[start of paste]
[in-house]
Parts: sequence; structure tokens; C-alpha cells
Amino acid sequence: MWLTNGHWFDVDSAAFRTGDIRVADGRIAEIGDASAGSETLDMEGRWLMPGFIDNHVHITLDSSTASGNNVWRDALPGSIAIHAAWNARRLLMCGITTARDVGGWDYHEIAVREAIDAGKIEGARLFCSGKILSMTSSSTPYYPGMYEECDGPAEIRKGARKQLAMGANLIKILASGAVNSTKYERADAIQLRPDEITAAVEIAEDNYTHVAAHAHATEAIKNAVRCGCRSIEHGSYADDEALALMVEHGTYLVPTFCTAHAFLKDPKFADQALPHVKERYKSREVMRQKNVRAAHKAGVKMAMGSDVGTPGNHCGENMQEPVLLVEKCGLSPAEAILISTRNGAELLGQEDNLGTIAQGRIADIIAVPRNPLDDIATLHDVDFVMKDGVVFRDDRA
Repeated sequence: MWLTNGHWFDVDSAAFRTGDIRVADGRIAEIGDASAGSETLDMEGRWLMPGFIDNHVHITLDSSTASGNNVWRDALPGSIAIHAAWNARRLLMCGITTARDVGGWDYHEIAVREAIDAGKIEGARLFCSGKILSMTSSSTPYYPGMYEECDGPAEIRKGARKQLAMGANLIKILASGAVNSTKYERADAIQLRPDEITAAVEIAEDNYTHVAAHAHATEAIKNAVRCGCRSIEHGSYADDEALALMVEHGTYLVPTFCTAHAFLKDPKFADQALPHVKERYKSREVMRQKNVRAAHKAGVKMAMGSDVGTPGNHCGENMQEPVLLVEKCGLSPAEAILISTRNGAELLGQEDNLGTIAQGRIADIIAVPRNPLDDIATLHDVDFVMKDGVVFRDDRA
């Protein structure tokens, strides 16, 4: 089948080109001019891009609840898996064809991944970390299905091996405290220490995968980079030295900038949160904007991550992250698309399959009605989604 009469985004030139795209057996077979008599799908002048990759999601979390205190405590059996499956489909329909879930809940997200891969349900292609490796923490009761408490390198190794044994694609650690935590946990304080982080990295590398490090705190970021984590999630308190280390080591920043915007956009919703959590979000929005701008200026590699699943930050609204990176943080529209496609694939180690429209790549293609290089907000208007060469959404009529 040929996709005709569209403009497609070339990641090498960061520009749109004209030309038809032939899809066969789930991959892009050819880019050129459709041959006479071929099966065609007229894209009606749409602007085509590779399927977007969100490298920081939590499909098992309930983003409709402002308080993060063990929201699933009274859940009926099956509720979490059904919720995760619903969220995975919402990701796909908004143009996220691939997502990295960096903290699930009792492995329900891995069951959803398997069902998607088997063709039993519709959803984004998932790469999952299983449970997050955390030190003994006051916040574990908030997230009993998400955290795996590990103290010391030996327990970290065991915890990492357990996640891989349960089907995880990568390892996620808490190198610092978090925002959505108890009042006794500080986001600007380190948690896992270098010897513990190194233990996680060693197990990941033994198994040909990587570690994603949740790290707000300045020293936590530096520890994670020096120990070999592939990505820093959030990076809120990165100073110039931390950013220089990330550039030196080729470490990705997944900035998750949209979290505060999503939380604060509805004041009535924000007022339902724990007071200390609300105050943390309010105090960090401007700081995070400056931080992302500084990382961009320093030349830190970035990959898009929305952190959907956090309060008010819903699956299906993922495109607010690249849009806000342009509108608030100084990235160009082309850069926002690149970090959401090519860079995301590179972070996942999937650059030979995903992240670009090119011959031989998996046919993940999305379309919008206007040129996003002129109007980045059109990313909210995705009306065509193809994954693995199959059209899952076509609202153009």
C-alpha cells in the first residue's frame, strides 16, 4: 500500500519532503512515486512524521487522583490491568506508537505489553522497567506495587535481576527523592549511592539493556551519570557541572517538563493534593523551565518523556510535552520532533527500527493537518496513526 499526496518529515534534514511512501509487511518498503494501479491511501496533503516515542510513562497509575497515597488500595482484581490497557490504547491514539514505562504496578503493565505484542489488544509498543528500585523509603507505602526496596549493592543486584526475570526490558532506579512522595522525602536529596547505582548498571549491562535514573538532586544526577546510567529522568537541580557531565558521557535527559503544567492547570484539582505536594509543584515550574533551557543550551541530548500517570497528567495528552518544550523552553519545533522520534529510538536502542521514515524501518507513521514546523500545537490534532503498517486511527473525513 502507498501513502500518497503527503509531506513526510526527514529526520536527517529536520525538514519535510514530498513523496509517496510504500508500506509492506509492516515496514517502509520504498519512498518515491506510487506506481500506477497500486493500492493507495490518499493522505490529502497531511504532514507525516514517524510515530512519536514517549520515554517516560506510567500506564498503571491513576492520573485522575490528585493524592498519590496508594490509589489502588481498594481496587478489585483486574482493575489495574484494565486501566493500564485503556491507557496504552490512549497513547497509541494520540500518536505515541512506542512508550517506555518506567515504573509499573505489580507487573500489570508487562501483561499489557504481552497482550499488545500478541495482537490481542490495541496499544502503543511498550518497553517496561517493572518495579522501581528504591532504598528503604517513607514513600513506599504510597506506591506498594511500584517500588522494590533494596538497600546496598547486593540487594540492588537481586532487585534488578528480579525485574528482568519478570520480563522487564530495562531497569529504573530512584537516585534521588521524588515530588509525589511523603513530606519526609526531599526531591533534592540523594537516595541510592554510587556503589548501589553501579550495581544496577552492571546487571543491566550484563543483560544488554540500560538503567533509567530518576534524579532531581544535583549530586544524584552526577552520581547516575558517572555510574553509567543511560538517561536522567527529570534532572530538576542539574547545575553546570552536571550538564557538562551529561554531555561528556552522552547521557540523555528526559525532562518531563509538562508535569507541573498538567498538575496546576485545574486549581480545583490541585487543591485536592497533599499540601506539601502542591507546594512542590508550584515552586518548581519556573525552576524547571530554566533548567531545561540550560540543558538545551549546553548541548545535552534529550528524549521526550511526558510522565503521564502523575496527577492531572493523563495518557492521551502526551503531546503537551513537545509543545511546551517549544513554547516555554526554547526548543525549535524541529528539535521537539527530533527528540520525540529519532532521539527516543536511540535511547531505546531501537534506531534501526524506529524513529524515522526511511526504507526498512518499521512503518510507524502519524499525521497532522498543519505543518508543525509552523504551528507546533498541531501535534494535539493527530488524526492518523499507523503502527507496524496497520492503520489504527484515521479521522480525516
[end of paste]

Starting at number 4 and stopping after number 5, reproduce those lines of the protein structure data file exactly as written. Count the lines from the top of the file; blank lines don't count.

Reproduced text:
Repeated sequence: MWLTNGHWFDVDSAAFRTGDIRVADGRIAEIGDASAGSETLDMEGRWLMPGFIDNHVHITLDSSTASGNNVWRDALPGSIAIHAAWNARRLLMCGITTARDVGGWDYHEIAVREAIDAGKIEGARLFCSGKILSMTSSSTPYYPGMYEECDGPAEIRKGARKQLAMGANLIKILASGAVNSTKYERADAIQLRPDEITAAVEIAEDNYTHVAAHAHATEAIKNAVRCGCRSIEHGSYADDEALALMVEHGTYLVPTFCTAHAFLKDPKFADQALPHVKERYKSREVMRQKNVRAAHKAGVKMAMGSDVGTPGNHCGENMQEPVLLVEKCGLSPAEAILISTRNGAELLGQEDNLGTIAQGRIADIIAVPRNPLDDIATLHDVDFVMKDGVVFRDDRA
């Protein structure tokens, strides 16, 4: 089948080109001019891009609840898996064809991944970390299905091996405290220490995968980079030295900038949160904007991550992250698309399959009605989604 009469985004030139795209057996077979008599799908002048990759999601979390205190405590059996499956489909329909879930809940997200891969349900292609490796923490009761408490390198190794044994694609650690935590946990304080982080990295590398490090705190970021984590999630308190280390080591920043915007956009919703959590979000929005701008200026590699699943930050609204990176943080529209496609694939180690429209790549293609290089907000208007060469959404009529 040929996709005709569209403009497609070339990641090498960061520009749109004209030309038809032939899809066969789930991959892009050819880019050129459709041959006479071929099966065609007229894209009606749409602007085509590779399927977007969100490298920081939590499909098992309930983003409709402002308080993060063990929201699933009274859940009926099956509720979490059904919720995760619903969220995975919402990701796909908004143009996220691939997502990295960096903290699930009792492995329900891995069951959803398997069902998607088997063709039993519709959803984004998932790469999952299983449970997050955390030190003994006051916040574990908030997230009993998400955290795996590990103290010391030996327990970290065991915890990492357990996640891989349960089907995880990568390892996620808490190198610092978090925002959505108890009042006794500080986001600007380190948690896992270098010897513990190194233990996680060693197990990941033994198994040909990587570690994603949740790290707000300045020293936590530096520890994670020096120990070999592939990505820093959030990076809120990165100073110039931390950013220089990330550039030196080729470490990705997944900035998750949209979290505060999503939380604060509805004041009535924000007022339902724990007071200390609300105050943390309010105090960090401007700081995070400056931080992302500084990382961009320093030349830190970035990959898009929305952190959907956090309060008010819903699956299906993922495109607010690249849009806000342009509108608030100084990235160009082309850069926002690149970090959401090519860079995301590179972070996942999937650059030979995903992240670009090119011959031989998996046919993940999305379309919008206007040129996003002129109007980045059109990313909210995705009306065509193809994954693995199959059209899952076509609202153009």